It is a problem whose great theoretical and practical importance has often been overlooked. The chief responsibility for this belongs to the not altogether fortunate manner in which it has been formulated. At the present time, the problem of the gratuitous nature of bank credit does not appear to be a very practical issue, and since the inclination toward questions of pure theory is hardly prominent among the economists of our day it is a problem that has been much neglected. Yet, if the way in which the problem is stated is modified only a little the unjustifiability of neglecting it becomes obvious, even from the point of view of those who are only concerned with the needs of everyday life. A new issue of fiduciary media, as we have seen, indirectly gives rise to a variation in the rate of interest by causing displacements in the social distribution of income and property. But the new fiduciary media coming on to the loan market have also a direct effect on the rate of interest. They are an additional supply of present goods and consequently they tend to cause the rate of interest to fall. The connection between these two effects on the rate of interest is not obvious. Is there a force that brings both into harmony or not? It is probable in the highest degree that the increase in the supply of fiduciary media in the market in which present goods are exchanged for future goods at first exerts a stronger influence than the displacement of the social distribution which occurs as a consequence of it. Does the matter remain at that stage? Is the immediate reduction of interest which indubitably follows the increase of fiduciary media definitive or not?
Until now, the treatment that this problem has met with at the hands of economists has fallen a long way short of its importance. Its real nature has for the most part been misunderstood; and where the problem was incorrectly stated to start with, it was natural that the subsequent attempts at its solution should not have been successful. But even the few theories in which the essence of the problem has been correctly apprehended have fallen into error in their efforts to solve it.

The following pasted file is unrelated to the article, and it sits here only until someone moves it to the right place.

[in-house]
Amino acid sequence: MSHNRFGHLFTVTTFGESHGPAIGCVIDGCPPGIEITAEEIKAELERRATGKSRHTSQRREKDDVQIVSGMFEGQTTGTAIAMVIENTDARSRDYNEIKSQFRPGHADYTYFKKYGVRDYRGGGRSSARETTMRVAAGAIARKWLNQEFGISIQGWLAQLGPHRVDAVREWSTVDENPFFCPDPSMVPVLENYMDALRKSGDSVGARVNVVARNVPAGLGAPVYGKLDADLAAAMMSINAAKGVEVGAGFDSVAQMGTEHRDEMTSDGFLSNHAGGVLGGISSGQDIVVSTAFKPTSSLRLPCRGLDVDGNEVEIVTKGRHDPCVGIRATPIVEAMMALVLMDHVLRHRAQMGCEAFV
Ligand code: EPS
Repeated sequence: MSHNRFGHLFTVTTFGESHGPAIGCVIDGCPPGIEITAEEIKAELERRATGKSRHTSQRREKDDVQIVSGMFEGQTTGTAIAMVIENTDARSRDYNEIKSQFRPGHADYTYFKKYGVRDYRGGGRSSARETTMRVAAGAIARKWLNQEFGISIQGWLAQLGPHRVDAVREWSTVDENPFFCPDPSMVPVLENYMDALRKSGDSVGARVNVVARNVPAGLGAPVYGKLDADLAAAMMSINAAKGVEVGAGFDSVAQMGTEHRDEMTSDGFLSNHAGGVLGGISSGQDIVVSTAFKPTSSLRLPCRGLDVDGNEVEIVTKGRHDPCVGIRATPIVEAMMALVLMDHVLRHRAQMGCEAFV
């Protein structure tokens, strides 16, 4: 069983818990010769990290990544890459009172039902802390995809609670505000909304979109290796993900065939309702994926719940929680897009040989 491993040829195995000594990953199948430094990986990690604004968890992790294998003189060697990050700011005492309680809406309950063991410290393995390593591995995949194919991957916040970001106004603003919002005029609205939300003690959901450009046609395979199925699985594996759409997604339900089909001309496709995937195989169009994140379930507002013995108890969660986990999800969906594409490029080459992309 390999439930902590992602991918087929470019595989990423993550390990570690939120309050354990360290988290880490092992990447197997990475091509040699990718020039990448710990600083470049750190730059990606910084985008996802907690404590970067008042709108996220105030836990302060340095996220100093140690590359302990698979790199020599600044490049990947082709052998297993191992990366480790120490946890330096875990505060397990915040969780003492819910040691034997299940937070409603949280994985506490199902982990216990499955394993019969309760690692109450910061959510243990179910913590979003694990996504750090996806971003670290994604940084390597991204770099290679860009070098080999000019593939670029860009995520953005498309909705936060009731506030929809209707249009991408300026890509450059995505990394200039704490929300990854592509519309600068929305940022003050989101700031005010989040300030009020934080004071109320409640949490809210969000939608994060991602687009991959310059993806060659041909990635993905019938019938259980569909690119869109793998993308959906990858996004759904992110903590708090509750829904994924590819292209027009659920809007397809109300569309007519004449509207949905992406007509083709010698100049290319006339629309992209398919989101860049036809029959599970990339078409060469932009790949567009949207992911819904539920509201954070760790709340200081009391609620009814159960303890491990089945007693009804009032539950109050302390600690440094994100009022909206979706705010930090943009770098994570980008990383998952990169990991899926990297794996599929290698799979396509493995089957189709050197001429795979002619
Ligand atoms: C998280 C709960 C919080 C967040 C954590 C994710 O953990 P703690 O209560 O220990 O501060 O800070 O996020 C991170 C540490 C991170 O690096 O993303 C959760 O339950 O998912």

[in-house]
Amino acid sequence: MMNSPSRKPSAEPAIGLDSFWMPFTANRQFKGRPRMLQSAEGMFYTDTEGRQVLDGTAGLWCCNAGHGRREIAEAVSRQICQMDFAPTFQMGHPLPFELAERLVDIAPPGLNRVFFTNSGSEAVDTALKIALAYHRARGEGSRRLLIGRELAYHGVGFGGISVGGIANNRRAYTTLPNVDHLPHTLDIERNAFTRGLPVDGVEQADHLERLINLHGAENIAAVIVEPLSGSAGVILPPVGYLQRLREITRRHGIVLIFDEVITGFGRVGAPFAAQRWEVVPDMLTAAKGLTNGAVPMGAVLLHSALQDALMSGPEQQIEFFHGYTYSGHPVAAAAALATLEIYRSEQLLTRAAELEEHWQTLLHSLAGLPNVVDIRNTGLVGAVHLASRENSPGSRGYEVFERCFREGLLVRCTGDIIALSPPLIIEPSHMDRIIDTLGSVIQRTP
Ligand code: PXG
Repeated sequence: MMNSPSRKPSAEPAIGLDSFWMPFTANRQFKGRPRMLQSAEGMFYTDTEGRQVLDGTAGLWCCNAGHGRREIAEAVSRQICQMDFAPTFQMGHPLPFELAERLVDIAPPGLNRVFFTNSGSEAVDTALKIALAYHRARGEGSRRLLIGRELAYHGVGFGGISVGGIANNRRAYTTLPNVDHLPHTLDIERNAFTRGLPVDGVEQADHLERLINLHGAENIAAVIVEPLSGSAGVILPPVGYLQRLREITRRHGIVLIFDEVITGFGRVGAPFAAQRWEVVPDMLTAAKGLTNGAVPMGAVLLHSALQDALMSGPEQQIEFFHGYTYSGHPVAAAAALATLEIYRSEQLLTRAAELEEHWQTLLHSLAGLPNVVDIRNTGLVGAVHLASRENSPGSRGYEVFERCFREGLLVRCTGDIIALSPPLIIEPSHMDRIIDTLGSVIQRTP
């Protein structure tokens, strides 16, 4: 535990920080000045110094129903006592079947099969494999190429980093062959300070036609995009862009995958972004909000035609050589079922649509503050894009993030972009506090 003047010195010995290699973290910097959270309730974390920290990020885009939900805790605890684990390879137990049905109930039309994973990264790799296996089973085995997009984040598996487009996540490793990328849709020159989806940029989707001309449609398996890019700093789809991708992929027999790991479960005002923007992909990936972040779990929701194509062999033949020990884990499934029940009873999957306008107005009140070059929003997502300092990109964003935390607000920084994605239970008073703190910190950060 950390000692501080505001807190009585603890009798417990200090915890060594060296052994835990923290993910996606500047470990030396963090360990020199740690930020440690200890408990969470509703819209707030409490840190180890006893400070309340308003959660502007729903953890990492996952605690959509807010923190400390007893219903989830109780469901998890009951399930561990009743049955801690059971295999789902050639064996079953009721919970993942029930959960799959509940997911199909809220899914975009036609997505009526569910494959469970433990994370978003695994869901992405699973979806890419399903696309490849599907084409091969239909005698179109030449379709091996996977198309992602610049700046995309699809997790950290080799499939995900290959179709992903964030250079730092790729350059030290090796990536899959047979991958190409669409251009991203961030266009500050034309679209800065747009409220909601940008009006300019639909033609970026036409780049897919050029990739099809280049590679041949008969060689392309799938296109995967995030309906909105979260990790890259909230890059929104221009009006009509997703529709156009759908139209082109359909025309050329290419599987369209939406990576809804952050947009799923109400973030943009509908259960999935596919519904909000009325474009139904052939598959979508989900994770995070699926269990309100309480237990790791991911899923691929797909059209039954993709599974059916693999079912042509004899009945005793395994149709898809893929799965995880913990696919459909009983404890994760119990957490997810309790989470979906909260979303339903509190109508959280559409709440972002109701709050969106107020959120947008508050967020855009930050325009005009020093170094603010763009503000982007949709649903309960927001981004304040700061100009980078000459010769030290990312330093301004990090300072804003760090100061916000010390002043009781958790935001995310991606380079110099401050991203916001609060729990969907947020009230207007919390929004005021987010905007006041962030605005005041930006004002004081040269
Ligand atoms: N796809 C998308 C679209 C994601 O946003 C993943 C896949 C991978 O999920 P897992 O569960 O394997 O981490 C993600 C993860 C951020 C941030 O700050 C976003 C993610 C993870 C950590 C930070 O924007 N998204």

To one group of writers, the problem appeared to offer little difficulty. From the circumstance that it is possible for the banks to reduce the rate of interest in their bank-credit business down to the limit set by their working costs, these writers thought it permissible to deduce that credit can be granted gratuitously or, more correctly, almost gratuitously. In drawing this conclusion, their doctrine implicitly denies the existence of interest. It regards interest as com pensation for the temporary relinquishing of money in the broader sense—a view, indeed, of insurpassable naivety. Scientific critics have been perfectly justified in treating it with contempt; it is scarcely worth even cursory mention. But it is impossible to refrain from pointing out that these very views on the nature of interest hold an important place in popular opinion, and that they are continually being propounded afresh and recommended as a basis for measures of banking policy.69